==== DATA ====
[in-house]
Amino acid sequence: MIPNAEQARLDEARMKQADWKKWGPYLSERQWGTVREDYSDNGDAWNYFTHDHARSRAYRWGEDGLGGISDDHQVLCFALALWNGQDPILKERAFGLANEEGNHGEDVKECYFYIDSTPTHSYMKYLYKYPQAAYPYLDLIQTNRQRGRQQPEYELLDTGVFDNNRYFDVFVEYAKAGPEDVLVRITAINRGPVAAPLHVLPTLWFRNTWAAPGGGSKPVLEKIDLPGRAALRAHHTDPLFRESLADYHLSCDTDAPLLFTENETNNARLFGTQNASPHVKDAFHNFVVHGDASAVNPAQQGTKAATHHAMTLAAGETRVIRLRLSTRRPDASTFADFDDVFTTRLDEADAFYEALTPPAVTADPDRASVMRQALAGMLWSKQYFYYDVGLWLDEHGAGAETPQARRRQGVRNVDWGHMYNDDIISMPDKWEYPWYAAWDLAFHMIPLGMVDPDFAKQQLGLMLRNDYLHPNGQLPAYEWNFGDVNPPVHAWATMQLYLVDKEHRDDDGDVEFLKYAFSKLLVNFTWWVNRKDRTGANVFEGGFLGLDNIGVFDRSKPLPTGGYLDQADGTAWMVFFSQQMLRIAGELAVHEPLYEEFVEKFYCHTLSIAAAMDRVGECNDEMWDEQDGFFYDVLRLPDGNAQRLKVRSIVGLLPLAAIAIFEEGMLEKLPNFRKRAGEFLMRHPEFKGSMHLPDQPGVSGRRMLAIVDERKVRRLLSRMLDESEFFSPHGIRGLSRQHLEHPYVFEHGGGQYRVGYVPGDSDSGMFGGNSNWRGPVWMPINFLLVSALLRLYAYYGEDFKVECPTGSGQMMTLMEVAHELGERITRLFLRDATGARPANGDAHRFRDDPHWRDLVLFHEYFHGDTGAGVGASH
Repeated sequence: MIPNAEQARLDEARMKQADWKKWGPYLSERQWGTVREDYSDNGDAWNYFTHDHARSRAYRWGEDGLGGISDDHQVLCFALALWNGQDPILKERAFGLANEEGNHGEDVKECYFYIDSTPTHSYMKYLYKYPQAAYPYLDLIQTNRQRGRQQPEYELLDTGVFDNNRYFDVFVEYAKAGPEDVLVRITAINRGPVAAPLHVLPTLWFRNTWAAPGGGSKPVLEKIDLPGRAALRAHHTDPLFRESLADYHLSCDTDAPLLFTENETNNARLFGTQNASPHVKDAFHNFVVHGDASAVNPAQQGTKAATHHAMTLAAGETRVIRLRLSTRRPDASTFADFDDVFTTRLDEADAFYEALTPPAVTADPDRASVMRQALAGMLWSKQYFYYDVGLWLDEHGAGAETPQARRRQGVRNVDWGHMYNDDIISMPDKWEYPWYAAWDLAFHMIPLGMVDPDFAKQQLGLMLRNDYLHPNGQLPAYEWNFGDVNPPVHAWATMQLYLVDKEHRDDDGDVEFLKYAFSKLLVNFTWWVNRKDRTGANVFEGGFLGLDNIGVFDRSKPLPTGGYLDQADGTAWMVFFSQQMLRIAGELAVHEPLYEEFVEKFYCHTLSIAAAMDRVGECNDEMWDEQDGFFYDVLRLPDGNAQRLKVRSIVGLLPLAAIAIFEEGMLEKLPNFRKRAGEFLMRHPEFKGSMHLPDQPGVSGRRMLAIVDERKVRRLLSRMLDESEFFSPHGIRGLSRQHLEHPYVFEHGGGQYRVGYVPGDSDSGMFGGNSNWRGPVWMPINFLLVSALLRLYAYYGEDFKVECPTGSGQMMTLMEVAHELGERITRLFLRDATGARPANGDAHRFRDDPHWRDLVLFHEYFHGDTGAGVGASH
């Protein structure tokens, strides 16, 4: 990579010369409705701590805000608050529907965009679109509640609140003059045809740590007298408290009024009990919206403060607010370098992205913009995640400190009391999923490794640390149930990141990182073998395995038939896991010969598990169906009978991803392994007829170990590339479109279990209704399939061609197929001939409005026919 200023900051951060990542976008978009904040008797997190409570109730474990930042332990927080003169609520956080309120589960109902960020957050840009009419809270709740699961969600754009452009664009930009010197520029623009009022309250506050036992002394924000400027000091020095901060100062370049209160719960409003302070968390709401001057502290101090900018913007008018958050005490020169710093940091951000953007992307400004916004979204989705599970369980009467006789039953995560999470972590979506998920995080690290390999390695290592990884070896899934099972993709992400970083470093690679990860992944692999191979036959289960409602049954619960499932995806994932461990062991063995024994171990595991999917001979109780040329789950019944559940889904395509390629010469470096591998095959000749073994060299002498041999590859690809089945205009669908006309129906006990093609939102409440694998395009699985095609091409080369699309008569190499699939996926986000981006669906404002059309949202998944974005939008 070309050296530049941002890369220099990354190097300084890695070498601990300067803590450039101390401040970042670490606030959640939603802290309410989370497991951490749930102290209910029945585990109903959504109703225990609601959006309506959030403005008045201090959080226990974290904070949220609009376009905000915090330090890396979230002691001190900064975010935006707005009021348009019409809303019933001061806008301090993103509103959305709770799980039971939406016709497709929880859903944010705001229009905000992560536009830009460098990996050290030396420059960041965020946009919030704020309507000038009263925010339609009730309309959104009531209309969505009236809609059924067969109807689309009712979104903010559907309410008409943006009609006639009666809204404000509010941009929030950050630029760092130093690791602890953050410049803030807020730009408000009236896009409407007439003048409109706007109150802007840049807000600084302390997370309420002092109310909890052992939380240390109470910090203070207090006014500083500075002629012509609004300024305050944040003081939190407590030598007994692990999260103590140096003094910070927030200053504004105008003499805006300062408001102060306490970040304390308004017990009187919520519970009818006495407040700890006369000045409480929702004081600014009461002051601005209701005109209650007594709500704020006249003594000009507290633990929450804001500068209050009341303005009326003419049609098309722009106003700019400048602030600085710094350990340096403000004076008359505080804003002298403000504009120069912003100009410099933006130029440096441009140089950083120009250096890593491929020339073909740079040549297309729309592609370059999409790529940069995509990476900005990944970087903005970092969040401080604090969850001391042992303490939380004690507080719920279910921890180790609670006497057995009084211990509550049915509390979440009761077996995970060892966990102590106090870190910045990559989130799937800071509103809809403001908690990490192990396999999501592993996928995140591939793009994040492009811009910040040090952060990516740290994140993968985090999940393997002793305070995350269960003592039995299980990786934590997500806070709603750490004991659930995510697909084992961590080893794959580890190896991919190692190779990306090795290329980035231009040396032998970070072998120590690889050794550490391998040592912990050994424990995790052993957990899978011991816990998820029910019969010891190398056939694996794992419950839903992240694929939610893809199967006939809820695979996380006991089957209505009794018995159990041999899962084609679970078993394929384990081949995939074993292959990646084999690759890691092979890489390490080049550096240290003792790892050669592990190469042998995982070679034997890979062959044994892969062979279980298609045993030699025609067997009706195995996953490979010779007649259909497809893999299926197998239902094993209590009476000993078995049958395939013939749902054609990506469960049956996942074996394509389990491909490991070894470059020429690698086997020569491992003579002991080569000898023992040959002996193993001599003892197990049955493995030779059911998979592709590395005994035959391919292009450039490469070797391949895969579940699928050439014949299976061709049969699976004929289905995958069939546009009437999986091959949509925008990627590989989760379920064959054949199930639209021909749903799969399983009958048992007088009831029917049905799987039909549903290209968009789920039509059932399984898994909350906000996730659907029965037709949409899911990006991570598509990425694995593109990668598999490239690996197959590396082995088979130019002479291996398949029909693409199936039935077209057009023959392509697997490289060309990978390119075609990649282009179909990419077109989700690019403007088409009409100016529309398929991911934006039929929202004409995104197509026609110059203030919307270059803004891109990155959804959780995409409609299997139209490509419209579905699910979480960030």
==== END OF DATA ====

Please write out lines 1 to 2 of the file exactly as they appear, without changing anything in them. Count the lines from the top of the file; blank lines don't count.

[in-house]
Amino acid sequence: MIPNAEQARLDEARMKQADWKKWGPYLSERQWGTVREDYSDNGDAWNYFTHDHARSRAYRWGEDGLGGISDDHQVLCFALALWNGQDPILKERAFGLANEEGNHGEDVKECYFYIDSTPTHSYMKYLYKYPQAAYPYLDLIQTNRQRGRQQPEYELLDTGVFDNNRYFDVFVEYAKAGPEDVLVRITAINRGPVAAPLHVLPTLWFRNTWAAPGGGSKPVLEKIDLPGRAALRAHHTDPLFRESLADYHLSCDTDAPLLFTENETNNARLFGTQNASPHVKDAFHNFVVHGDASAVNPAQQGTKAATHHAMTLAAGETRVIRLRLSTRRPDASTFADFDDVFTTRLDEADAFYEALTPPAVTADPDRASVMRQALAGMLWSKQYFYYDVGLWLDEHGAGAETPQARRRQGVRNVDWGHMYNDDIISMPDKWEYPWYAAWDLAFHMIPLGMVDPDFAKQQLGLMLRNDYLHPNGQLPAYEWNFGDVNPPVHAWATMQLYLVDKEHRDDDGDVEFLKYAFSKLLVNFTWWVNRKDRTGANVFEGGFLGLDNIGVFDRSKPLPTGGYLDQADGTAWMVFFSQQMLRIAGELAVHEPLYEEFVEKFYCHTLSIAAAMDRVGECNDEMWDEQDGFFYDVLRLPDGNAQRLKVRSIVGLLPLAAIAIFEEGMLEKLPNFRKRAGEFLMRHPEFKGSMHLPDQPGVSGRRMLAIVDERKVRRLLSRMLDESEFFSPHGIRGLSRQHLEHPYVFEHGGGQYRVGYVPGDSDSGMFGGNSNWRGPVWMPINFLLVSALLRLYAYYGEDFKVECPTGSGQMMTLMEVAHELGERITRLFLRDATGARPANGDAHRFRDDPHWRDLVLFHEYFHGDTGAGVGASH